Walker apologized for being 42 minutes late, (but not for being two years over his term limit). I reminded him that he had submitted his resignation at the April meeting. Diane Blake Jones (2 years over her term limit) interrupted by saying that Walker only said he “intended to resign”. I read the resignation letter out loud, which did not back up her inaccurate comment. Here is a complete quote of Walker’s entire resignation letter: It is addressed to the board of directors of the Natchitoches Community Improvement Foundation (dated March 8, 2023). He wrote, “Dear Board Members: Please consider this letter as official notice of my immediate resignation as President of the Natchitoches Community Improvement Foundation. Serving as President and a member of this organization over the past several years has greatly increased my knowledge of the dynamics of human relationships; and I am appreciative of your willingness to allow me to serve. If there is anything I can do to assist you in the transition of leadership, please do not hesitate to ask. Respectfully yours,” Rev. Leo Walker Sr., President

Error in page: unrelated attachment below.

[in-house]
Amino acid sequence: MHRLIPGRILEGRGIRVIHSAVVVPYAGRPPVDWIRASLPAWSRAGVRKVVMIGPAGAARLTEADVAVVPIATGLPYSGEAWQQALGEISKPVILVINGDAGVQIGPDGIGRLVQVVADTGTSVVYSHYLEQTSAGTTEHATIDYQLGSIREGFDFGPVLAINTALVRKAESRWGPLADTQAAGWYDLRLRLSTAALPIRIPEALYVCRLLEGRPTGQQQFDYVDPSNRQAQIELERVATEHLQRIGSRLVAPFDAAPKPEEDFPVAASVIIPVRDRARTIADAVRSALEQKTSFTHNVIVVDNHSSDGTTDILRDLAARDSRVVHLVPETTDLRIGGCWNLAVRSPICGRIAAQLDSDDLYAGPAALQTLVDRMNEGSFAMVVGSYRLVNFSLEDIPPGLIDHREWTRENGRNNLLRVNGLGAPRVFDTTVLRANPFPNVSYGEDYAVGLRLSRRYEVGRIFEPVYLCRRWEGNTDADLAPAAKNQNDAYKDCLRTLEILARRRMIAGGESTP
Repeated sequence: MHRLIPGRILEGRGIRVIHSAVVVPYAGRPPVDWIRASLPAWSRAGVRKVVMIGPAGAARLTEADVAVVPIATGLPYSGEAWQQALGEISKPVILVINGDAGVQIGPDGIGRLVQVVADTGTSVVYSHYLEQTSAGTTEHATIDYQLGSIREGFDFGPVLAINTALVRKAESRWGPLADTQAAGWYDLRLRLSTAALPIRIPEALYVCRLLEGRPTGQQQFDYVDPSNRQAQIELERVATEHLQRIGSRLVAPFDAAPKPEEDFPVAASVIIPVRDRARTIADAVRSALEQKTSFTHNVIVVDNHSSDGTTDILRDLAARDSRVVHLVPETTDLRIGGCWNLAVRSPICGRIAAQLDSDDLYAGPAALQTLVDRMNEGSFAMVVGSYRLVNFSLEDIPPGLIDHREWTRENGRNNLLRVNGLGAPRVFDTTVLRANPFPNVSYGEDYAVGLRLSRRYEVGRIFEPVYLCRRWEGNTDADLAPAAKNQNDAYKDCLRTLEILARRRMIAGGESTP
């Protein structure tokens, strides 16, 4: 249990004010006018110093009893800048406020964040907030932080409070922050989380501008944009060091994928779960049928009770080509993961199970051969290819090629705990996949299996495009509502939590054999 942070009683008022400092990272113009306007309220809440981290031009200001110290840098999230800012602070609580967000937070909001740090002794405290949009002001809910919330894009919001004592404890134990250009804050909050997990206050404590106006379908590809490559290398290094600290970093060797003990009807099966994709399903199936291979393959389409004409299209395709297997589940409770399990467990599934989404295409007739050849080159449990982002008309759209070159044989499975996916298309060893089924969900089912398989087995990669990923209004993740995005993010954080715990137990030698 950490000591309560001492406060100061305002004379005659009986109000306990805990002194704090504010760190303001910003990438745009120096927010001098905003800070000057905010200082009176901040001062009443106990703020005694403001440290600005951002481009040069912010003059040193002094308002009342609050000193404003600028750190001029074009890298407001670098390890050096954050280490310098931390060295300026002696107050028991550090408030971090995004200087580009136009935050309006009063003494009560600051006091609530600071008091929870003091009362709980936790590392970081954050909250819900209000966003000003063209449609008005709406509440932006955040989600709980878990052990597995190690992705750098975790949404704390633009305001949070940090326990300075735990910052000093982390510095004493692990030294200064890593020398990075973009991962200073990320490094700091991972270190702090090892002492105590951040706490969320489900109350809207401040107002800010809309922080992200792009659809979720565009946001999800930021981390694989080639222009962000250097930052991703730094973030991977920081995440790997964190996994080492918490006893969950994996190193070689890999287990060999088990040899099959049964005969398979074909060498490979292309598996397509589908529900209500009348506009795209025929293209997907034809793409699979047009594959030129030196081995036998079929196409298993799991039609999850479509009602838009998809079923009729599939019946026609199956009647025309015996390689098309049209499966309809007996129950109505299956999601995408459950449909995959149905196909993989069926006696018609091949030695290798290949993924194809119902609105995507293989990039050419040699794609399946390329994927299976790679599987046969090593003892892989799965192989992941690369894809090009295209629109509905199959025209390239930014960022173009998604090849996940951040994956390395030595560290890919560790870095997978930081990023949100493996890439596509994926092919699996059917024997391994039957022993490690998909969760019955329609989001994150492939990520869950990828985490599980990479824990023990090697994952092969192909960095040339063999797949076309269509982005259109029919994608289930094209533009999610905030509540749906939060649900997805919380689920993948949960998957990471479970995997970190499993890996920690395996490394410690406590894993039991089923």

So, he should be gone right? Well, it’s never quite that simple with Mr. Walker. At the April meeting when he submitted that resignation, he said, he would resign if the board accepted his resignation. I reminded the board that section 3.6 of the bylaws says the board does not really have power to reject a resignation letter. Still, the board voted to reject it. On that flimsy basis, Walker and his supporters on the board say he gets to stay. (Truth is, basically all of them are term limit violators too), I reminded Mr. Walker and the board that he is already off the board due to violating term limit restrictions. In other words, he is not even on the board and neither are the other violators who have refused to step down. It’s like a hijacking. They run the show without proper authority, ignoring the court approved bylaws.